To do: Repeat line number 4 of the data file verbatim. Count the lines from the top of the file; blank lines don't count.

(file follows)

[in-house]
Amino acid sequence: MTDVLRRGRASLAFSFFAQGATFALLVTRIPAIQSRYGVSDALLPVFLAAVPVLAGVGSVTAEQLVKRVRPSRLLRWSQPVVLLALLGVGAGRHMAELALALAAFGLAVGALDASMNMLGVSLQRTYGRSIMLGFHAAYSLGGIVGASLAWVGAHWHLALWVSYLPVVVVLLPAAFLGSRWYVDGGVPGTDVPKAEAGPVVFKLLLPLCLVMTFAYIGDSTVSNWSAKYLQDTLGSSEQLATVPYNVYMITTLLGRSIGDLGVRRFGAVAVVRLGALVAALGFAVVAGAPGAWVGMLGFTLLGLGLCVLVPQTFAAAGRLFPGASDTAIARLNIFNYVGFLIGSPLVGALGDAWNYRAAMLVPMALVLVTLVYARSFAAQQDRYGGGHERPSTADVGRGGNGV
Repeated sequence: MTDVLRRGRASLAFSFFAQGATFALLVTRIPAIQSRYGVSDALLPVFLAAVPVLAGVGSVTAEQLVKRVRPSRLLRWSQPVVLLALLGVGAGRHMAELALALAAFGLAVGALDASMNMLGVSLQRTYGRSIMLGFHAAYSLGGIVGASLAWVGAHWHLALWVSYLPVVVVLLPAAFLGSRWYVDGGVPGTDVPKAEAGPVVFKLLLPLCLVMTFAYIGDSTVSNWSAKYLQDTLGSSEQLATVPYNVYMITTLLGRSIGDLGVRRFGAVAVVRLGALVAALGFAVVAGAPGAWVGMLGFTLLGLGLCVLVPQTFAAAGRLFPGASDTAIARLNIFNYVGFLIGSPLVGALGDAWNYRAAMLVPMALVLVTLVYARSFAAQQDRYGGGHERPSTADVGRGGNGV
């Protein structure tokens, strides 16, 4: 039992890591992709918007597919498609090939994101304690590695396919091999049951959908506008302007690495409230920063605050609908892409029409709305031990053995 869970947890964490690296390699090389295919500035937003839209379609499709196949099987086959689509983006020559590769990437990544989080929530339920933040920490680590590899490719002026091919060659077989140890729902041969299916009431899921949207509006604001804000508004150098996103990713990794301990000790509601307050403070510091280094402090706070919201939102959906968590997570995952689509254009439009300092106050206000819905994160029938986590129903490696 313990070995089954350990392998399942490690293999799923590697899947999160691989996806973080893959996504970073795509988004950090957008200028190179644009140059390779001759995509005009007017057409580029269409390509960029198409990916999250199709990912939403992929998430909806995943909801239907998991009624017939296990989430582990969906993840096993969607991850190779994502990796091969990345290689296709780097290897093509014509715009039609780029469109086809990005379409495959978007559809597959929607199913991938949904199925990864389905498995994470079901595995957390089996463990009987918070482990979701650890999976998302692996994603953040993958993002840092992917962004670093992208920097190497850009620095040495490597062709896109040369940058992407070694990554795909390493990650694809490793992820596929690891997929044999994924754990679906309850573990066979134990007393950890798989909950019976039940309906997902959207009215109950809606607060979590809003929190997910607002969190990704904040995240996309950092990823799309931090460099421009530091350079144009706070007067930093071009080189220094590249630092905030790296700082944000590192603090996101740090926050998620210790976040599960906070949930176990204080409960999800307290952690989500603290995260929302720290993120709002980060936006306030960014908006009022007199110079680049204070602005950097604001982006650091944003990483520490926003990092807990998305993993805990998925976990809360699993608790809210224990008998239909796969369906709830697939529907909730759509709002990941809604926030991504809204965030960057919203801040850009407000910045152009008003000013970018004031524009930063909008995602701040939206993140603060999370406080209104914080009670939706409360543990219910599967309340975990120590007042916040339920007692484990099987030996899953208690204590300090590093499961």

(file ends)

């Protein structure tokens, strides 16, 4: 039992890591992709918007597919498609090939994101304690590695396919091999049951959908506008302007690495409230920063605050609908892409029409709305031990053995 869970947890964490690296390699090389295919500035937003839209379609499709196949099987086959689509983006020559590769990437990544989080929530339920933040920490680590590899490719002026091919060659077989140890729902041969299916009431899921949207509006604001804000508004150098996103990713990794301990000790509601307050403070510091280094402090706070919201939102959906968590997570995952689509254009439009300092106050206000819905994160029938986590129903490696 313990070995089954350990392998399942490690293999799923590697899947999160691989996806973080893959996504970073795509988004950090957008200028190179644009140059390779001759995509005009007017057409580029269409390509960029198409990916999250199709990912939403992929998430909806995943909801239907998991009624017939296990989430582990969906993840096993969607991850190779994502990796091969990345290689296709780097290897093509014509715009039609780029469109086809990005379409495959978007559809597959929607199913991938949904199925990864389905498995994470079901595995957390089996463990009987918070482990979701650890999976998302692996994603953040993958993002840092992917962004670093992208920097190497850009620095040495490597062709896109040369940058992407070694990554795909390493990650694809490793992820596929690891997929044999994924754990679906309850573990066979134990007393950890798989909950019976039940309906997902959207009215109950809606607060979590809003929190997910607002969190990704904040995240996309950092990823799309931090460099421009530091350079144009706070007067930093071009080189220094590249630092905030790296700082944000590192603090996101740090926050998620210790976040599960906070949930176990204080409960999800307290952690989500603290995260929302720290993120709002980060936006306030960014908006009022007199110079680049204070602005950097604001982006650091944003990483520490926003990092807990998305993993805990998925976990809360699993608790809210224990008998239909796969369906709830697939529907909730759509709002990941809604926030991504809204965030960057919203801040850009407000910045152009008003000013970018004031524009930063909008995602701040939206993140603060999370406080209104914080009670939706409360543990219910599967309340975990120590007042916040339920007692484990099987030996899953208690204590300090590093499961």